The difference between pizza in teglia (on a tray) and more familiar round pizzas starts with the dough.
“It’s got a lot of water inside the dough,” says Stefano Zanco, the Venetian half of Ballaró, a small Sicilian eatery on King Street. Business partner and chef Daniele Arnone is from Sicily. The wobbly dough takes three days to prove before it’s ready to be made into pizza bases.
“On the first day, we prove the dough in a cool room so the yeast has time to mature,” says Zanco. “At night we mix it again, divide it into two balls and leave it to prove again. On the third day it’s ready for pizza.”
Australian flour can’t handle such a long process, so the pair imports flour from Italy.
The toppings for pizza in teglia lack the sameness of pizzas made with tomato sauce and topped with mozzarella. For the Arzia, Ballaró uses nduja, a spicy salami that’s so immature and soft, it can be spooned out of its casing like a paste. Italian pork sausage, caramelised onions and provolone picante (a stronger version of its mild cousin) finish the pizza.
The key to serving Ballaró pizza is reheating. “When it first comes out of the oven it's steaming,” says Arnone. “I won't serve it straight away; it needs to be reheated for the water to evaporate.”
After a few minutes reheating in the oven, the base becomes so crisp it makes a cracking noise as you bite into it. When customers have their first bite, Zanco’s ears seem to prick up for that sound, and when he hears it, he smiles.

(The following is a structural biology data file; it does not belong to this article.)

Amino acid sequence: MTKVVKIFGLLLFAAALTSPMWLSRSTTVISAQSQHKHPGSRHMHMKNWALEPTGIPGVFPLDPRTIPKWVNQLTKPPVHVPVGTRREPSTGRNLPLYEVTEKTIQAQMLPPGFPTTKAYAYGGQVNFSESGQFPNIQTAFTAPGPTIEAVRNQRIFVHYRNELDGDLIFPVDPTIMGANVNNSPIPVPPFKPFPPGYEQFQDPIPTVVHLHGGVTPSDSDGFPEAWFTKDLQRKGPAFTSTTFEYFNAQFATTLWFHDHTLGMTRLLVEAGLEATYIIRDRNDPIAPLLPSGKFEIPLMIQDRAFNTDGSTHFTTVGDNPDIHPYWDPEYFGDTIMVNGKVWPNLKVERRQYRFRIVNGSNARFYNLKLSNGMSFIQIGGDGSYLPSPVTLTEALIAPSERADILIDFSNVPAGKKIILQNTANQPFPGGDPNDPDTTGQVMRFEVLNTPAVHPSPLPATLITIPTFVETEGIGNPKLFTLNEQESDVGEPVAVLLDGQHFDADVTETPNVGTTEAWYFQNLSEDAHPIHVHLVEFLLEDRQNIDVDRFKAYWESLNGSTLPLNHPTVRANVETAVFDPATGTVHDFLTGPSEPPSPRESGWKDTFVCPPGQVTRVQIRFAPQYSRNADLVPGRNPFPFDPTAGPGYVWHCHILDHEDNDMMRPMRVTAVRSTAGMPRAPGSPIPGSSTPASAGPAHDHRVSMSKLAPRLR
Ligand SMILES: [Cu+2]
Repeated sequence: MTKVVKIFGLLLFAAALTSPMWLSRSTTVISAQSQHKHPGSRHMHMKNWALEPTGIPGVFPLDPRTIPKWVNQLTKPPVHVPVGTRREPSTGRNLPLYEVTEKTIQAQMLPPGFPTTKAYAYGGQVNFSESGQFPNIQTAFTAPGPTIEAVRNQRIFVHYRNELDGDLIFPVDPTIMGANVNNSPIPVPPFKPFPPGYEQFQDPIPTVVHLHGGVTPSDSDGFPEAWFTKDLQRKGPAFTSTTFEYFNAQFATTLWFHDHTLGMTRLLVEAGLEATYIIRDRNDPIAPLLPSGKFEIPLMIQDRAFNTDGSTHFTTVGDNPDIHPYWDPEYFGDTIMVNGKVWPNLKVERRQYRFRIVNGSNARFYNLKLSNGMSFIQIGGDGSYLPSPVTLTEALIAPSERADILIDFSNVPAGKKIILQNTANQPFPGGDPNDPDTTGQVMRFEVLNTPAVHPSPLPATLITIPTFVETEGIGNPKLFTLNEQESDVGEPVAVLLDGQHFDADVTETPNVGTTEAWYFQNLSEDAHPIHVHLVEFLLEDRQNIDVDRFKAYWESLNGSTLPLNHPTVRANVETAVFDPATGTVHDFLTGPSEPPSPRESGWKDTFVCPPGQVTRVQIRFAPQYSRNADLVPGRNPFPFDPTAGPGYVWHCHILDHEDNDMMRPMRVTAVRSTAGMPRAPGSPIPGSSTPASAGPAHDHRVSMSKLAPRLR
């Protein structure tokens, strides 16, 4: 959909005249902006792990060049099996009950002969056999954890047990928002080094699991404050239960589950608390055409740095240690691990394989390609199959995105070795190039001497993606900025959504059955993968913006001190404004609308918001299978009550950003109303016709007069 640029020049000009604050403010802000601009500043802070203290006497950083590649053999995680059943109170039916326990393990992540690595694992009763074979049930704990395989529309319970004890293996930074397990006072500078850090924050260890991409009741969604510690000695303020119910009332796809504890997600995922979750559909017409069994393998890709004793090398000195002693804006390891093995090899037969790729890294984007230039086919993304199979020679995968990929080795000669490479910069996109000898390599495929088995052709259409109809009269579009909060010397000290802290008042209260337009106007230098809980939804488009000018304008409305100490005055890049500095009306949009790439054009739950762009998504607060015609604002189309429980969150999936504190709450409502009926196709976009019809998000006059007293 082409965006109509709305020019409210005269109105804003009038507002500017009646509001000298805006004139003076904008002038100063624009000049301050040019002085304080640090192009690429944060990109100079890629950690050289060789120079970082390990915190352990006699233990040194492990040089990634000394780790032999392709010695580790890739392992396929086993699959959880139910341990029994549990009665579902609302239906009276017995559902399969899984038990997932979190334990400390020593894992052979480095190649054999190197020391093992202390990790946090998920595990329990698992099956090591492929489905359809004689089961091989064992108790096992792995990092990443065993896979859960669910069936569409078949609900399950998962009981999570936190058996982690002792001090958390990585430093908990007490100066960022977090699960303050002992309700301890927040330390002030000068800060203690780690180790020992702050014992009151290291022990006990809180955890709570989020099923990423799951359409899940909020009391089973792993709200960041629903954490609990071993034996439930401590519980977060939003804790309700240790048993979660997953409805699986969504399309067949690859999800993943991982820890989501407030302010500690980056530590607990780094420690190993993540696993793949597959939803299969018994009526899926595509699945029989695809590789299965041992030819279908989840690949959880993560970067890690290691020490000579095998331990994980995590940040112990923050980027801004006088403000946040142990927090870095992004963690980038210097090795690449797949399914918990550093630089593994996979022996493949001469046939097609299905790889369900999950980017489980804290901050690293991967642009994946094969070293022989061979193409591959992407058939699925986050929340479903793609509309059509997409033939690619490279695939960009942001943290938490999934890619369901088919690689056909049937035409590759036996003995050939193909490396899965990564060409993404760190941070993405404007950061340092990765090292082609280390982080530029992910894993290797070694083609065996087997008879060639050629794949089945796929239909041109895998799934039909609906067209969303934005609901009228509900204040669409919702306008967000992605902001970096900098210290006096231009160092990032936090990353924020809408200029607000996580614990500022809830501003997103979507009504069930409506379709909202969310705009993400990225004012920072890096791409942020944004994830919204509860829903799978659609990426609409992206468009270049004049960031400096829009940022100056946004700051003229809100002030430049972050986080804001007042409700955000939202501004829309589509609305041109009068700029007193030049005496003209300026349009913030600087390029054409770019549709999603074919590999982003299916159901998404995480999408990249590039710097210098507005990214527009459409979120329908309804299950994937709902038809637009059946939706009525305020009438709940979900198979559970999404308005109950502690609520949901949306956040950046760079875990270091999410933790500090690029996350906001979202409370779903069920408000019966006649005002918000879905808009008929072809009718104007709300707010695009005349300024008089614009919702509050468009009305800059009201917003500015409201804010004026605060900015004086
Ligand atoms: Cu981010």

Ballaró serves the kind of street food you’d find in a Sicilian market. The eatery is named after a famous food market in Arnone’s hometown of Palermo. Balls of arancine sit under the glass counter next to sheets of pizza. Arnone calls his classic Sicilian version the “queen of arancine”. It’s a ball of saffron rice filled with beef ragout and peas. Like the flour, the rice is imported from Italy. It’s more robust and holds its form better than the Arborio rice typically used in Australia.
The space is small and bright with a handful of tables and a high glass counter that houses the day’s offerings. Swathes of fabric in the Italian flag’s red, green and white drape from the ceiling, mimicking the decorations of the Ballaró marketplace.
With Zanco and Arnone smiling brightly from behind the counter, wearing matching coppolas (Sicilian flat caps) and calling out “ciao” and “grazie” to customers, it’s fun to imagine you’re in Sicily.
213 King Street, Newtown
Mon to Sun 11am–10pm